The shortage of experienced humanitarian staff available to support the response within Liberia and Sierra Leone meant that the charity’s teams there could not rely on a stream of GISready data to map. In fact, on their arrival in Sierra Leone there was no comprehensive list of Ebola care facilities, so MapAction took on the task of creating one, which became a key information resource for the newly established National Ebola Response Centre (NERC). As in other humanitarian crises, the imperative was not to exploit the most sophisticated analytical capabilities of advanced GIS, but rather to capture, process and map basic figures on needs – here represented by daily figures on new Ebola cases – and of the response capacity, both operational and planned. And again as a commonplace of MapAction’s experience in fifty humanitarian missions, even base map data was less than ideal; the lack of an adequate dataset of villages often prevented the geolocation of case reports, which rarely included coordinate tags (few public health staff working in the rural districts would have a GPS equipped smartphone, nor an awareness of the value of such geolocated data).
Standardising the Geodata
Working to support the newly mandated UNMEER, headquartered in Accra, Ghana, two MapAction team members strove to address the need for standardised geodata across the Ebola-affected region. They also advised on the establishment of a common data repository framework, which resulted in the linking of two platforms: the Humanitarian Data Exchange (HDX) and Ebola Geonode. Still, they also encountered many of the problems familiar from other emergencies, including the republishing of out of date datasets without metadata. On the other hand, several organisations around the world made extremely valuable contributions of relevant and high quality data, including the USbased Nethope organisation which obtained mobile phone coverage data for northern Sierra Leone, and the Humanitarian OpenStreetMap Team (HOT) which as usual responded rapidly to the need to fill gaps in map data for the affected region.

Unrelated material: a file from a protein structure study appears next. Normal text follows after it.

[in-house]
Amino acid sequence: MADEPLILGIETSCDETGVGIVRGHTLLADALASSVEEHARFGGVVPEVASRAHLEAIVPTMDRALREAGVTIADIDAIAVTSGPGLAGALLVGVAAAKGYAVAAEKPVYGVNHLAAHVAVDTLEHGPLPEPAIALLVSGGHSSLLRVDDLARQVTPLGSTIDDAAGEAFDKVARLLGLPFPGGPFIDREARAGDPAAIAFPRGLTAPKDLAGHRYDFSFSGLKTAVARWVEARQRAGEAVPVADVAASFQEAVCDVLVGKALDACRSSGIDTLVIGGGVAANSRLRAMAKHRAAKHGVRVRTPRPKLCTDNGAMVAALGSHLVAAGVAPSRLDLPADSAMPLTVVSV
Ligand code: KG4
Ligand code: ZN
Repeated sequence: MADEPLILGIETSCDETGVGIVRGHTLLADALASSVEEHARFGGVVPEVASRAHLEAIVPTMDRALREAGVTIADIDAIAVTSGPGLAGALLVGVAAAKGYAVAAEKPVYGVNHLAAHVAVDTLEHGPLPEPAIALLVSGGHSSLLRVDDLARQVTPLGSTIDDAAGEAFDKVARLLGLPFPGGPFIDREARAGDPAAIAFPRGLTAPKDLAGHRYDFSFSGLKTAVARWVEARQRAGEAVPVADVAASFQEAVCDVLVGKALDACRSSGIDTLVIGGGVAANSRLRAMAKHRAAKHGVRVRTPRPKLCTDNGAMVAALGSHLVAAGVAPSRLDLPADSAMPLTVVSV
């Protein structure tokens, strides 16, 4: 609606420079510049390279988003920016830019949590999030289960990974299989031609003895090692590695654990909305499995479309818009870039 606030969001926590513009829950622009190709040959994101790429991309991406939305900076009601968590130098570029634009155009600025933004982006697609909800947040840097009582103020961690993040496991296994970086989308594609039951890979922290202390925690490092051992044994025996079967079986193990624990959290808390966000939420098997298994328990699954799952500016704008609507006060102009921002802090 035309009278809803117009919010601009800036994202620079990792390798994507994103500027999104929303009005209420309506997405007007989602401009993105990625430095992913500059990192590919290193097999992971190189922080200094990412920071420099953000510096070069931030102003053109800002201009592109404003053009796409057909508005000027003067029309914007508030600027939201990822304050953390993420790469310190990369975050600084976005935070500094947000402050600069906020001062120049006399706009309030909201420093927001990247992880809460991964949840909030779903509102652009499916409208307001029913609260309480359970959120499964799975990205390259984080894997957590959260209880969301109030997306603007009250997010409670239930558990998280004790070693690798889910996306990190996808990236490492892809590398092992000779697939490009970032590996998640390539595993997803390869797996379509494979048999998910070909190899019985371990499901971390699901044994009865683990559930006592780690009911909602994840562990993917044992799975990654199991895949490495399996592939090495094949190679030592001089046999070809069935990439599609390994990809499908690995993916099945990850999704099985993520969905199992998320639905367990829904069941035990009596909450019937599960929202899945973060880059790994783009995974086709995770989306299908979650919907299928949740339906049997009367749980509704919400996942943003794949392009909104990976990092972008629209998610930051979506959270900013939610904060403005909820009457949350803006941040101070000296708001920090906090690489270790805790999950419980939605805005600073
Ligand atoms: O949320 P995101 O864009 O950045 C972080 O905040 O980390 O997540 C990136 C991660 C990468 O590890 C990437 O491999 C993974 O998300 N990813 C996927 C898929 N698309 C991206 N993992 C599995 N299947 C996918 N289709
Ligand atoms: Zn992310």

As the international response in West Africa gained capacity and traction, by Christmas the MapAction team had handed over most of its work in the region. A volunteer flew back to Mali to help with precautions in case of another outbreak there. Meanwhile, on a wintry January weekend, the other eleven staff and volunteers who had deployed to four countries in the 2014 response gathered at the charity’s base in the Chilterns to review the missions and to capture lessons learnt. The tone was surprisingly upbeat and, despite the practical challenges, the positive contribution of GIS in supporting coordinated response to the crisis became clear. One volunteer who had spent a month working with the NGO Médecins Sans Frontières (MSF) in the field in Sierra Leone reported how important the map visualisation of both Ebola cases and the care facility plans of other agencies had been to MSF’s ongoing response to the outbreak. Reports from other users of MapAction’s information products, including senior decision makers, had spoken of the value of timely and relevant information geared to their needs to make sense of the dynamics of the crisis, and to allocate resources to get ahead of the virus.
Written by: Nigel Woof